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Citrus County is a terrific fishing community and the home of Paradise Found Island Retreat. Record catches of Redfish are made here. Fishing is wonderful  from the island, aboard one of the free kayaks or canoes available, or you may make arrangements for an afternoon or full day with one of the many seasoned fishing guides. By booking through Paradise Found Island, you ensure your vacation is complete with a personal captain, boat and bait for $450/half-day or $550/full-day, based on 2 people. Advance notice is highly recommended, so mention fishing guides when you make your reservations for Paradise Found Island. Remember, you don't have to be guests on the island to reserve a seasoned fishing guide complete with boat, tackle and license to reel in the "big one"!!!  


Sail Catfish caught by Joe, who generously shared!

Nothin' like fresh fish, it was delicious, we enjoyed it.

Thanks again, Joe!


Nice ....

caught from fire circle point

on Paradise Found Island.



The osprey now shows off his fishing skills ...


...then dines on the fresh trout while perched in a tree on the Island.


These photos were taken on Paradise Found Island or in the fish bountiful waters of Florida's Gulf that surround the island.  World class anglers consider this area some of the most productive fishing areas in the world. Bait shops are close by as well as basic fishing needs and some good advice from the friendly locals.


fishgraph            Click here for Fish Chart               fishgraphic

A very informative link, Capt. Mel Berman's Online Fishing Florida Magazine can be viewed by clicking here, everything from recipes to fishing updates, forecasts, predictions and tips!

Fishing with the Captain     

To some inexperienced anglers, rivers are supposed to be strictly for bass, catfish and bluegills. Freshwater fish stick to freshwater, and saltwater species stay where they're supposed to - in the briny deep. Or, in the case of flats species, the briny shallow.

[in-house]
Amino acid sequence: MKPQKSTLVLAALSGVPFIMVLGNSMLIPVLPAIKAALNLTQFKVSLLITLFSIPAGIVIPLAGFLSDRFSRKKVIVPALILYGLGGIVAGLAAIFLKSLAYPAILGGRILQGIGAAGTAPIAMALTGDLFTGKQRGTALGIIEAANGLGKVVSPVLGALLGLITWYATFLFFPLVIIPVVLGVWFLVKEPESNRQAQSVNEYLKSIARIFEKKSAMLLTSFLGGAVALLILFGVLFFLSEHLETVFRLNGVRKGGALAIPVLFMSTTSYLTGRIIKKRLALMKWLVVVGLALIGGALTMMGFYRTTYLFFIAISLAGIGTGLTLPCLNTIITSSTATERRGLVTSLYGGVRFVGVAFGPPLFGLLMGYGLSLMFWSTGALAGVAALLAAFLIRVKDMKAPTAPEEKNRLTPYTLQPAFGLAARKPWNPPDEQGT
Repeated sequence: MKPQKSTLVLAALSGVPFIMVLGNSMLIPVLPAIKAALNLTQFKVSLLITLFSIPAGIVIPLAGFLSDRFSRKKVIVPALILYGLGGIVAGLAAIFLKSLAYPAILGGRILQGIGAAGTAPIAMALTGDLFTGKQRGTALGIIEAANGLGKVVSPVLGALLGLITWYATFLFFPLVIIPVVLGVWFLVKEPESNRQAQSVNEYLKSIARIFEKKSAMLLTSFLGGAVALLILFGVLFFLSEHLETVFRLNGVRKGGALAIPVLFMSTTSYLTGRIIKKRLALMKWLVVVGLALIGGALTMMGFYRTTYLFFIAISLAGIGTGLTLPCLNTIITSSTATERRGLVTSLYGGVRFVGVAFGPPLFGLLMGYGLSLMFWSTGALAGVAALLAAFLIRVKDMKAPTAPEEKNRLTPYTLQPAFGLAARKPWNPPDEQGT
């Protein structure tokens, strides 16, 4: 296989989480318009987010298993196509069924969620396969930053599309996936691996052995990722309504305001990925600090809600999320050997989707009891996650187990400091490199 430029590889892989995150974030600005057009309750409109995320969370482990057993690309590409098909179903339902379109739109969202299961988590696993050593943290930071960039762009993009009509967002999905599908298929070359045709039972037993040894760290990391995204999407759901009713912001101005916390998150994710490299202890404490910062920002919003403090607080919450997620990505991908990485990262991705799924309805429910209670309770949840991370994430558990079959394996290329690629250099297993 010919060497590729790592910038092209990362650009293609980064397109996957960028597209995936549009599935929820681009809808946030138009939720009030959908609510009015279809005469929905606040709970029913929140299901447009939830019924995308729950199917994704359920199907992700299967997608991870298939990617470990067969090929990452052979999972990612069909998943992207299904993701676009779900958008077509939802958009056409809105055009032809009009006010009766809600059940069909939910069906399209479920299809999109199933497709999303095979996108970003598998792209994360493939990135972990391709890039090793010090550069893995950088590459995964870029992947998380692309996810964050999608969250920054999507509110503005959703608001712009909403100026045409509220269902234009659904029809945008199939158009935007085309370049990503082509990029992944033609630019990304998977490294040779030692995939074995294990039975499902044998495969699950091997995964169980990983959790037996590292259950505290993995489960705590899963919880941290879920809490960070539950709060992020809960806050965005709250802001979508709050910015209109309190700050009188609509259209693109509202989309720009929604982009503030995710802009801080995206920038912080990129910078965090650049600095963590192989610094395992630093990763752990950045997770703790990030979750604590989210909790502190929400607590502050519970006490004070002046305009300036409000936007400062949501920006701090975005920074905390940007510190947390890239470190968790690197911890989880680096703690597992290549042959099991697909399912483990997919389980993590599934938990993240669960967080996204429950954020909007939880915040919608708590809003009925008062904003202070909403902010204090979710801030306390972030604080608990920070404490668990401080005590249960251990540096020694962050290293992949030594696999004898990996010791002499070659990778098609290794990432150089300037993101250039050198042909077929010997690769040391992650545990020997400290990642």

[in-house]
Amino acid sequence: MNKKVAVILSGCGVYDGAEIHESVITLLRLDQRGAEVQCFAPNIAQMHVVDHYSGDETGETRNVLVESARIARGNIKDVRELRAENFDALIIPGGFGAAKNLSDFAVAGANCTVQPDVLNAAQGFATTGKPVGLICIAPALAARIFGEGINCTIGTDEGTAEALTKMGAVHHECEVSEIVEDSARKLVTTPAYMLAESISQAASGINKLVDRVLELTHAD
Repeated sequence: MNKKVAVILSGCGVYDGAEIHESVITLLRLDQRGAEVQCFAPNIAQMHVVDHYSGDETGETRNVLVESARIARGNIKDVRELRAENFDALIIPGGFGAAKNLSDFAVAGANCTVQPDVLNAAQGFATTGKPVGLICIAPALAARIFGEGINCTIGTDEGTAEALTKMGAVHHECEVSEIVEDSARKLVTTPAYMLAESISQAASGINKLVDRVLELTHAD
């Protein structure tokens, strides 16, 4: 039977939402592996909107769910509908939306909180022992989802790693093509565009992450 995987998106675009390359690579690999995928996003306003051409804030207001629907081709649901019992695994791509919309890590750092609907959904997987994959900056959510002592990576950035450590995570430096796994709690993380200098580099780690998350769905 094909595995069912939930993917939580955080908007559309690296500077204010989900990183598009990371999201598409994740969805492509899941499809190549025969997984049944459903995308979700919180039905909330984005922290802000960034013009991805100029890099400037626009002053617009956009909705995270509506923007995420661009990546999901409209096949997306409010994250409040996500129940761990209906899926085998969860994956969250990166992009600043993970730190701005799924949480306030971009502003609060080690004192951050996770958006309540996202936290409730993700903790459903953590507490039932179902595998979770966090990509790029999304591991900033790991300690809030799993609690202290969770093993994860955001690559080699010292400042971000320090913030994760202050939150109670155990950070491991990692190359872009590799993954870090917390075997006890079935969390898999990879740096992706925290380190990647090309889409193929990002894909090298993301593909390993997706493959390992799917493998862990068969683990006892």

But from November through March in many coastal rivers, anglers are just as likely to see snook, redfish, trout or mangrove snapper as they are shell crackers. The flats species invade the rivers, and often move miles inland, into water that's completely fresh.

The migration is thought to be triggered by dropping temperatures. In theory, the black water of the rivers soaks up more of the sun's heat than the clear water on the flats, so it stays warmer throughout the winter. Spring seeps, with temperatures between 68 and 72, also help keep the rivers considerably warmer than the flats when cold fronts pass.

And for species such as snook, which begin having a hard time surviving when the water temperature drops below 60, these waters provide a sort of spa, a safe refuge all winter.

Experienced anglers are well aware of the migration. And he's also aware that, though there are plenty of fish in the rivers at this time of year, finding and catching them can be a challenge, just like when they're scattered across the flats in the summer. I've found that the fish usually wait just off that current, along the edges or in little bayous to the side, rather than fighting the main flow.